KitchenTigress: How to Make GOOD Fried Rice

How to Make GOOD Fried Rice

The most common tip for making fried rice: use day-old rice. Why? Because it's fluffy and no longer sticky. Unfortunately, fluffy rice alone doesn't make good fried rice. The chewiness of the rice is equally important, and that doesn't change much once the rice is cooked.

How to cook rice that's chewy? By steaming, so that the rice doesn't directly sit in boiling water.

When rice is cooked in boiling water, the cell walls break down, allowing the starch inside to leak out, absorb too much water and turn soft. The change in texture is irreversible, so the rice isn't chewy even if you let it rest overnight.

Rice cooked by boiling, in a rice cooker or on the stove, is destined to make fried rice that's at best mediocre even if it's day-old rice.

In contrast, rice that's steamed has no direct contact with boiling water. Cooked at a lower temperature, the cell walls don't break down much, so very little starch escapes. Hence, all the grains are chewy and they don't stick together. The overnight rest, a must for boiled rice, isn't necessary for steamed rice. This fried rice, made with 15-minute-old steamed rice, is as fluffy as can be.

Temperature isn't the only important factor. The amount of water absorbed by the rice is equally crucial. Too much water would make the rice loses its chewiness even if it's steamed. How much is too much? It depends on the type of starch found in the rice.

There're two types of rice starch: amylopectin and amylose. The latter makes rice fluffy and not sticky because it's insoluble. Basmati rice, for instance, is very fluffy because it has a high percentage of amylose. Amylopectin, on the other hand, makes rice chewy by absorbing water to form a gel. Glutinous rice is extremely chewy because it contains mostly amylopectin.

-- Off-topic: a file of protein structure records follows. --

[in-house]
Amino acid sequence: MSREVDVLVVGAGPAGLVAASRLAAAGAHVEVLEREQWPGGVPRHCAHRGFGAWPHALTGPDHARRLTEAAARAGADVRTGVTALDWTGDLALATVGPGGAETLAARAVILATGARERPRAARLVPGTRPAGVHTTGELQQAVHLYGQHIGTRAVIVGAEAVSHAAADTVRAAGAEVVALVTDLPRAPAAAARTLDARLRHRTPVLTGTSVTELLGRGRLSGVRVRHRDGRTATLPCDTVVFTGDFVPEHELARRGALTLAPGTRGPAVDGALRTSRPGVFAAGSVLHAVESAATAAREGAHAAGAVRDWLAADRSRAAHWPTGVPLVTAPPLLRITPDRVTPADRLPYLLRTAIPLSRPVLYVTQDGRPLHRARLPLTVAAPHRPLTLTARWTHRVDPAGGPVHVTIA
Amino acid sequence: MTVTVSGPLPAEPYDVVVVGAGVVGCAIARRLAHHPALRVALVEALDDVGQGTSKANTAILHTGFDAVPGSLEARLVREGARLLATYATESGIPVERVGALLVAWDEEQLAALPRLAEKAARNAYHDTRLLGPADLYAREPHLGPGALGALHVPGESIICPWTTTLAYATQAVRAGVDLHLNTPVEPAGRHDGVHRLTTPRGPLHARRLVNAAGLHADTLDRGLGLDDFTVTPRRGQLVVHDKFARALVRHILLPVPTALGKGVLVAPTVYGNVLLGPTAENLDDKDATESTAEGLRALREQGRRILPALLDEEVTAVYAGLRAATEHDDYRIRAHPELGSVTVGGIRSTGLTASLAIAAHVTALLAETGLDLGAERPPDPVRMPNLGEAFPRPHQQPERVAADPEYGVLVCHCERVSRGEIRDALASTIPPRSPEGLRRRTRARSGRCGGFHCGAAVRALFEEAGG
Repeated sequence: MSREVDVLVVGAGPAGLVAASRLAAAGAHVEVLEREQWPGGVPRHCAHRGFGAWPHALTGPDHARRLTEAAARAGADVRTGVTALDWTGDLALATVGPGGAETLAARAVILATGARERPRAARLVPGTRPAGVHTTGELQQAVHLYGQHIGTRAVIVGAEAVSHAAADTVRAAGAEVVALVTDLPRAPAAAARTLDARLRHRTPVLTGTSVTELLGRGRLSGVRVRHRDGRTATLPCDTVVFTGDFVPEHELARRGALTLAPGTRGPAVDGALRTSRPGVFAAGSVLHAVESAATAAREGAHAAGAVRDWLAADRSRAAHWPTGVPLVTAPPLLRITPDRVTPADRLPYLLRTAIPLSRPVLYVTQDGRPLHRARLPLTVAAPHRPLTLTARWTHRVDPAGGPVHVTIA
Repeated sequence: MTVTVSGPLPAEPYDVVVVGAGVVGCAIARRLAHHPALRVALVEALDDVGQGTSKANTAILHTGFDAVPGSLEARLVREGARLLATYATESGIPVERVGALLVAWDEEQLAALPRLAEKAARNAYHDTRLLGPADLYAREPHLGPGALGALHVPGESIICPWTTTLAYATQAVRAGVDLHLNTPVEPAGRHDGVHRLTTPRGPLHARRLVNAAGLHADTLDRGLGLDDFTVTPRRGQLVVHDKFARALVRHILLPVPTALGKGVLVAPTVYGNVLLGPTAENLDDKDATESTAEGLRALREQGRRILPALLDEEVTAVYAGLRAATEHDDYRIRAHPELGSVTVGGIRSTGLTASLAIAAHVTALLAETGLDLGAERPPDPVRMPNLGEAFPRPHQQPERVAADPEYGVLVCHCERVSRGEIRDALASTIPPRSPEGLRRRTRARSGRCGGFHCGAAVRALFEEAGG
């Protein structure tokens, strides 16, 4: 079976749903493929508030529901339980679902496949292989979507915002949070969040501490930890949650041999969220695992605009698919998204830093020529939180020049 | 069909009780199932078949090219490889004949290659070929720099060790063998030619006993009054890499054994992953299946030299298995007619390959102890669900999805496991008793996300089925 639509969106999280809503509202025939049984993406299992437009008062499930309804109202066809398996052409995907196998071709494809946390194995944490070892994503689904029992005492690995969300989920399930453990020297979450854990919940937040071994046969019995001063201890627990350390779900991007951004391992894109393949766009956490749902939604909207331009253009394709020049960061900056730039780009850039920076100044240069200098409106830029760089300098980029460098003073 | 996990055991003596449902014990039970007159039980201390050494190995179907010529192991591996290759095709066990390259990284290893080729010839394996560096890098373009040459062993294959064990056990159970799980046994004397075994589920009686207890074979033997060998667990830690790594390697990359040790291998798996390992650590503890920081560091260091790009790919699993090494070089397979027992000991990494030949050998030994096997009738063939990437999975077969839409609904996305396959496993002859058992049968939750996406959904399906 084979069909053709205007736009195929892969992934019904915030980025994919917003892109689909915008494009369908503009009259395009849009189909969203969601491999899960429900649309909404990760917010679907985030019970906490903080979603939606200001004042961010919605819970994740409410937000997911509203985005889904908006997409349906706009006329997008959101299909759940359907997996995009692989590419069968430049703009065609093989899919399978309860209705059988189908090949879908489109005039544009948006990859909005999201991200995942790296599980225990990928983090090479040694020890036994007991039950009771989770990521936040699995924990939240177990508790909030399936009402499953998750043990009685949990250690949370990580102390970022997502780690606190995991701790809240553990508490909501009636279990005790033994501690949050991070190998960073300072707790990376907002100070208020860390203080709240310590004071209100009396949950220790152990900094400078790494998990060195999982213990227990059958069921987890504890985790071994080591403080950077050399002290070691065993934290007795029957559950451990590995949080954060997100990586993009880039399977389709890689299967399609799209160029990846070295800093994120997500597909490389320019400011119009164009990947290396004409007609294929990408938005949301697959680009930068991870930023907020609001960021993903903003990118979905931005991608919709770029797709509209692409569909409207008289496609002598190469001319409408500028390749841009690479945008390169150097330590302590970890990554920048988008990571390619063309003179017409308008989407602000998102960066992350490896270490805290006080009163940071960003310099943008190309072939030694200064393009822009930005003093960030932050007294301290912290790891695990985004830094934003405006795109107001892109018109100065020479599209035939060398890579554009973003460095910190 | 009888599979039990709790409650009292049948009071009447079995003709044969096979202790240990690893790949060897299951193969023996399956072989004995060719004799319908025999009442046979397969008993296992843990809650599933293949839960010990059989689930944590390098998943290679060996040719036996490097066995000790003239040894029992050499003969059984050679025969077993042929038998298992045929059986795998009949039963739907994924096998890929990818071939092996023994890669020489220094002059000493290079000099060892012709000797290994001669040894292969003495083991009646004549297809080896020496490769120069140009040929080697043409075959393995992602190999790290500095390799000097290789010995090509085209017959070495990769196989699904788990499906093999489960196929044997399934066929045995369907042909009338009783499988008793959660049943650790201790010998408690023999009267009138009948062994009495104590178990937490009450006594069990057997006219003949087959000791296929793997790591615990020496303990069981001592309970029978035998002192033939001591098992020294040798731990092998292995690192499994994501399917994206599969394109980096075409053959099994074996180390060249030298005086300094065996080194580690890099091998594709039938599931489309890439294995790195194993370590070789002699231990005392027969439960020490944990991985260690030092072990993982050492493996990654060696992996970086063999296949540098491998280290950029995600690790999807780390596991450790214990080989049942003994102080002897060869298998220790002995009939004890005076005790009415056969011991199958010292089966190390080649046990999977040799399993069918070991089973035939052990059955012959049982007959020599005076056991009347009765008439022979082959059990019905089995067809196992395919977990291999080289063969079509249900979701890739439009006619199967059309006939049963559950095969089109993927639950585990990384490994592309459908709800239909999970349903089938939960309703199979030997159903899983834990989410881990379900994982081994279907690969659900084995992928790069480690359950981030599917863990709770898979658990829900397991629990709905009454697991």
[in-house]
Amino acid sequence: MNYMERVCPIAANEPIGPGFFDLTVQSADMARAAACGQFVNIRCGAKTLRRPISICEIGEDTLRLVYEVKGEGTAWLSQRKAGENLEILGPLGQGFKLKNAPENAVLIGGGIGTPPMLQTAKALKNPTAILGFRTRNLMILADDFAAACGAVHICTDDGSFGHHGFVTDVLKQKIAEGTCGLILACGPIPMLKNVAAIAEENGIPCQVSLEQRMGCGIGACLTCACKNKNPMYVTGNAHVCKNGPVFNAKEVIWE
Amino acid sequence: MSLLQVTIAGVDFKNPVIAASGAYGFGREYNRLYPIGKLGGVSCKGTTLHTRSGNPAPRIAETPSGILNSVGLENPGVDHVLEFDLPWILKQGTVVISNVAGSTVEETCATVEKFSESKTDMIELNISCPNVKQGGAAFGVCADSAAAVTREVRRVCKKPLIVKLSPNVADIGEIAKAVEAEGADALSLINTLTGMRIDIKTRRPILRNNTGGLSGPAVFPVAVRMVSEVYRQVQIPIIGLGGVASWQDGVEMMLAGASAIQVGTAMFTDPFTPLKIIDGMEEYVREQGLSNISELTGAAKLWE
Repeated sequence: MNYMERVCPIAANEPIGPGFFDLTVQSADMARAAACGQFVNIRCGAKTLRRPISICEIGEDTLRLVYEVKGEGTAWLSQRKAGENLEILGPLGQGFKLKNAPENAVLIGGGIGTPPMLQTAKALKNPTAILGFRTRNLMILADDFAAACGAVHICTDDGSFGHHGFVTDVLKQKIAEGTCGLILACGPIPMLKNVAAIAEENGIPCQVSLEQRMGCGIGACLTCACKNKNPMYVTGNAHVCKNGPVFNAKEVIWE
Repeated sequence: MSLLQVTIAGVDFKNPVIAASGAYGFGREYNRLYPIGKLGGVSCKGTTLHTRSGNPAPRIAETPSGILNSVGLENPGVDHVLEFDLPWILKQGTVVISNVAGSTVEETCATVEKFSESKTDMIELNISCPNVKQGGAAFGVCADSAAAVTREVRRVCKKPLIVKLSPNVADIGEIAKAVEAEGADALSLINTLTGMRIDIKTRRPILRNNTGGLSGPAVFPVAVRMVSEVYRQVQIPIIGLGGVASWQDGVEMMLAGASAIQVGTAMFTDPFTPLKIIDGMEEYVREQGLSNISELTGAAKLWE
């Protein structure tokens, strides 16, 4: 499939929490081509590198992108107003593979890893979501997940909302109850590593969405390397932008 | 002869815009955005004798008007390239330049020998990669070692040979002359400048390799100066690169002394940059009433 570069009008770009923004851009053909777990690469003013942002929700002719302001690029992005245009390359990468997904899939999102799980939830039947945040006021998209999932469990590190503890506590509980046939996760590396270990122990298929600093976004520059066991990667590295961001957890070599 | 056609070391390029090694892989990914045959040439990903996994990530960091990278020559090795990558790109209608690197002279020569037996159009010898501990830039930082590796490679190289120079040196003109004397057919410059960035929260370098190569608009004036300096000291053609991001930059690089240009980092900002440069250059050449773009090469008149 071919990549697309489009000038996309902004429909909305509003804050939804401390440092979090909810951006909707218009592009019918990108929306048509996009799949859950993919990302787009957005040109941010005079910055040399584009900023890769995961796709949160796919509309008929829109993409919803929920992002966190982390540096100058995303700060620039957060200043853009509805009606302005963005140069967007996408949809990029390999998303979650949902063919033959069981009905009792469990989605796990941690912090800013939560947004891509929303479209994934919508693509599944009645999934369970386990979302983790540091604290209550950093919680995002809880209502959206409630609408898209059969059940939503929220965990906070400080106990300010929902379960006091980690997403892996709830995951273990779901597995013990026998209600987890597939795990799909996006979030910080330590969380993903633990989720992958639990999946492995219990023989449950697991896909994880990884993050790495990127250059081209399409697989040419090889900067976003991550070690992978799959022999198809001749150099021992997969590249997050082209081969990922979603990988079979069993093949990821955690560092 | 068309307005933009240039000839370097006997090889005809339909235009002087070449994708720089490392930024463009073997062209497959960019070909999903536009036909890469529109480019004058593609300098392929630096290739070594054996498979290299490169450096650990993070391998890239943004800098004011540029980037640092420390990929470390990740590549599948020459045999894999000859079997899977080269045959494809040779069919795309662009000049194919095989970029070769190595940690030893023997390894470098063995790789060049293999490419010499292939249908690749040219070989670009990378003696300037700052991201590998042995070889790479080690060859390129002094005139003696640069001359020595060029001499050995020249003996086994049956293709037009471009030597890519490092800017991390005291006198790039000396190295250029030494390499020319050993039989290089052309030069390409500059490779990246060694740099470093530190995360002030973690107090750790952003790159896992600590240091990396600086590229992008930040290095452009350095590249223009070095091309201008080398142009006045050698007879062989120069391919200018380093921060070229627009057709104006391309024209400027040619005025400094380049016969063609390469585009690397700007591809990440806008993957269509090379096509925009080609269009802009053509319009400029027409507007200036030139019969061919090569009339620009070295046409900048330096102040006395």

Is aged, old rice necessary for making good fried rice because it has more amylose than newly harvested rice?

Rice that's too old has too much amylose and not enough amylopectin to make it chewy. It's fluffy alright but it's not chewy, and the texture gets worse when the rice cools down because amylose hardens when it's cold. New rice, on the other hand, runs a risk of turning mushy because it has a lot of amylopectin, which becomes soft if it absorbs too much water.

The best rice – that's easy to work with, fluffy, chewy, and doesn't harden when it's cold – should have a good balance of the two types of starch. I'd call it middle-aged. (Click here to learn more about old vs new rice from Harold McGee.)

So, the rice is steamed till perfectly fluffy and chewy. Half the battle is won. Ready to stir and fry?

To win the second half of the battle without wok hei – the smoky, charred aroma created with a professional-grade stove – ingredients are the home cook's only weaponry. Forget about mincing a few cloves of garlic. You need a heap of ingredients or the rice would be bland. But not too much either or the rice would be overwhelmed.

The mix of ingredients must be chosen carefully so that the rice is infused with both fragrance and umaminess. Shallots, dried prawns and salted fish make a great combination.